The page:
On Saturday March 9th the Museu Picasso celebrated the 50th anniversary of its inauguration. Quite a milestone, particularly if we take into account the Barcelona of 1963 and the political environment of the time.
Placement of the plaque of the Museu Picasso. c. 1966. Photo: Hernández
The museum staff were really looking forward to celebrating it in a very special way, and in a way that was close to the citizens of Barcelona (to whom Picasso gave so many of his works) and that it would also allow the whole team to participate and make a contribution.
For this reason we proposed holding an open doors day in which the staff of the museum would share with the public their knowledge and also their passion for the works which are the reason that the museum exists. A knowledge that comes from the many different activity fields of the museum, not only from the curators, but also from restoration, education, communication, and also publications, registry, security, press, etc.
Presentation of the work Gored Horse by the museum director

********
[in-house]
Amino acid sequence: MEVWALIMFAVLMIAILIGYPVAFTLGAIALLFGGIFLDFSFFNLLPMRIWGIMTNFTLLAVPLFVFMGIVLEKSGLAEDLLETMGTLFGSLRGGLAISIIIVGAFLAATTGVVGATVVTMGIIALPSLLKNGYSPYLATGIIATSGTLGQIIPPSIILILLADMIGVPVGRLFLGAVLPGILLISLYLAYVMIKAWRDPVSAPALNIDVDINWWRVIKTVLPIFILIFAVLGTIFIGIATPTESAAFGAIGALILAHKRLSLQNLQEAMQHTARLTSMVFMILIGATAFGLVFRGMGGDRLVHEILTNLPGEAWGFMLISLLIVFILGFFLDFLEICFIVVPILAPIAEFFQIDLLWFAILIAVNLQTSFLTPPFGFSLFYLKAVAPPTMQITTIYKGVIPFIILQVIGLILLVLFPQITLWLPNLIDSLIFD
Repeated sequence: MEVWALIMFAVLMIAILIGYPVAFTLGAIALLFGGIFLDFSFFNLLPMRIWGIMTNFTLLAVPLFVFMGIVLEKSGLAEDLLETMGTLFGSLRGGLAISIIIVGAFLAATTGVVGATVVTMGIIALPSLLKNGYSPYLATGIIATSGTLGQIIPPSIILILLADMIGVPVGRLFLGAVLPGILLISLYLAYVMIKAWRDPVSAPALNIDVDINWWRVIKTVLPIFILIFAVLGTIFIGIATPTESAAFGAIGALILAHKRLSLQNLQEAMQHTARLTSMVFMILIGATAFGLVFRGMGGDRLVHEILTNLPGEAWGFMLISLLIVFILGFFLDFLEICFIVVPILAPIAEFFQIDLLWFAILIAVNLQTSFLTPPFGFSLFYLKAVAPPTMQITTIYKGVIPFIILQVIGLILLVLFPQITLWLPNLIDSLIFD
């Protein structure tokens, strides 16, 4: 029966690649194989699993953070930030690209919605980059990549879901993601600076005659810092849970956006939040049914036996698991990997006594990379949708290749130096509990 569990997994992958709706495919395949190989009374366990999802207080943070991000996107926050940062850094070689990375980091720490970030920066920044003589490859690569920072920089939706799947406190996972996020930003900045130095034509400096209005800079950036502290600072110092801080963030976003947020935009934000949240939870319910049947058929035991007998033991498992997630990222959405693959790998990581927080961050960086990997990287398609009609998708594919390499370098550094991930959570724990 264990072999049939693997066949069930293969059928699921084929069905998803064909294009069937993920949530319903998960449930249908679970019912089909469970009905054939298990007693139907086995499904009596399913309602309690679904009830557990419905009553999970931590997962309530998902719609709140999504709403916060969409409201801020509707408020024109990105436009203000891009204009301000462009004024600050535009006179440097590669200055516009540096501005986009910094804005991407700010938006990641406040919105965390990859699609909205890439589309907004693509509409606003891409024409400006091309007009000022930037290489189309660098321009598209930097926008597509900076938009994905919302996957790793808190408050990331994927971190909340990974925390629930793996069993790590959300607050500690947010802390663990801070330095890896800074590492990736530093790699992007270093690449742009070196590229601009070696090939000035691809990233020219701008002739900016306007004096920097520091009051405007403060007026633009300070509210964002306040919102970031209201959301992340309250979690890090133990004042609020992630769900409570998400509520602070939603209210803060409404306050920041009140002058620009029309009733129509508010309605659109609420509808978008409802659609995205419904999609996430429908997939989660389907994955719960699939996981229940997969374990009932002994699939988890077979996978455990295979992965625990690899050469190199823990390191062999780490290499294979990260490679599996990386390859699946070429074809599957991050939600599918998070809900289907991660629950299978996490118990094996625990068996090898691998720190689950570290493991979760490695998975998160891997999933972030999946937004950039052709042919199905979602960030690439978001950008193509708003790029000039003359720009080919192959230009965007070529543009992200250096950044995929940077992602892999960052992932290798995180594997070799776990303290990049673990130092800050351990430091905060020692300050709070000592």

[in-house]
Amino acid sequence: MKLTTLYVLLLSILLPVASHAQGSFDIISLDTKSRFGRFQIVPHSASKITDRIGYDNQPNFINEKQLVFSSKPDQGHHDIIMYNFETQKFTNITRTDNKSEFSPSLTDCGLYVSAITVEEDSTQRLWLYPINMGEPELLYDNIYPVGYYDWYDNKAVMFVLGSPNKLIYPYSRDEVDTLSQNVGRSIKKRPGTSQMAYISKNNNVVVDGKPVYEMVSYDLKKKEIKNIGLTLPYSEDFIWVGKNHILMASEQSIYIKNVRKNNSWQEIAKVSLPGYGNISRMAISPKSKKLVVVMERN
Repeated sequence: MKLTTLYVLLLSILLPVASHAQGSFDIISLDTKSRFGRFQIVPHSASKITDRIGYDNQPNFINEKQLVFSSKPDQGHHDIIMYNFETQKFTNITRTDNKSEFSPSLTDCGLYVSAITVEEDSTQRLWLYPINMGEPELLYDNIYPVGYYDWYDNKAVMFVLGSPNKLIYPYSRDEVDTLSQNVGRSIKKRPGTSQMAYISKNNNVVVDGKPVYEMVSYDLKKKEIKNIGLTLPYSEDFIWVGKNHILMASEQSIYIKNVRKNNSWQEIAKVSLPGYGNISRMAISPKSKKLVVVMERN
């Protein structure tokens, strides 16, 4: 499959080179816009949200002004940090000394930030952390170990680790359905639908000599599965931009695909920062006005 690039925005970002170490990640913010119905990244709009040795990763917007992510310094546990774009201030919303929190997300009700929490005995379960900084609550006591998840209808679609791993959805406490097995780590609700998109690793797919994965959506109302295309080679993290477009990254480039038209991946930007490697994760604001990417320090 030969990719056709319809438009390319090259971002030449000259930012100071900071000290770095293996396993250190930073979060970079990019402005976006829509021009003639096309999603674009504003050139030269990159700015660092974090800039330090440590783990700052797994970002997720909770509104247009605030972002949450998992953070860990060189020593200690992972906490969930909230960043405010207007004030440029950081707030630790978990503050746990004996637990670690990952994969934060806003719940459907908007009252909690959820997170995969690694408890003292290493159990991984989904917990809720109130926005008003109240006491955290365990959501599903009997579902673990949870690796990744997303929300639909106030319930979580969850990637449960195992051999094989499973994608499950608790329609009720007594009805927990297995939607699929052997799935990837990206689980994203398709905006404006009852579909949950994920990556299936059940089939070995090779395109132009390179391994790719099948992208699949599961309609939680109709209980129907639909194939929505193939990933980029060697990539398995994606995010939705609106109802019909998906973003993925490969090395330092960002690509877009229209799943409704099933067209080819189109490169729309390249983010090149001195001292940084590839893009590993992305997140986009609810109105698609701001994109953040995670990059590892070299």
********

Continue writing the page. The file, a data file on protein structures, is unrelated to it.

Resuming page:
So, those of us who were willing to do it chose our favourite works and prepared our brief presentations. The preparation process caused many internal comings and goings, chats with curators and consultations in the library to confirm and broaden information, and even rehearsals and exchanging of facts and figures or materials obtained during the research. We all got highly involved and awaited the day with a mix of excitement and nervousness, given the fact that for many of us, live presentations are not part of our day-to-day work.
The day arrived and the museum opened with people already queuing outside, and quickly the presentations filled up. It was very exciting to see how the public shared the proposal, looking at the handout to decide which presentation they wanted to listen to straight away, how attentive they were in front of the paintings and how they took part and participated in the talks.
Internally, it was also very moving to see how almost all the staff came throughout the day, regardless of their giving presentations or not, to follow their colleagues and encourage them, giving them support, etc. And it was also magnificent the involvement and total complicity of the staff that works in public attention, who backed us up at all times, and shared the celebration with us.
Presentations of works by the museum staff
We have asked for feedback, anecdotes and experiences of our improvised guides, and here are some of their reflections of how they lived the day:
Sílvia Domènech – Head of the Knowledge and Research Centre
“The second time I explained the Blue portrait of Jaume Sabartés, I had a little girl of about six years old who was totally enthused by my explanation. When I finished she applauded and came up to me and said ‘I liked it a lot…when are you going to tell anotherfairytale?’ For me that was the best of the day!”
Marta Jové – Publications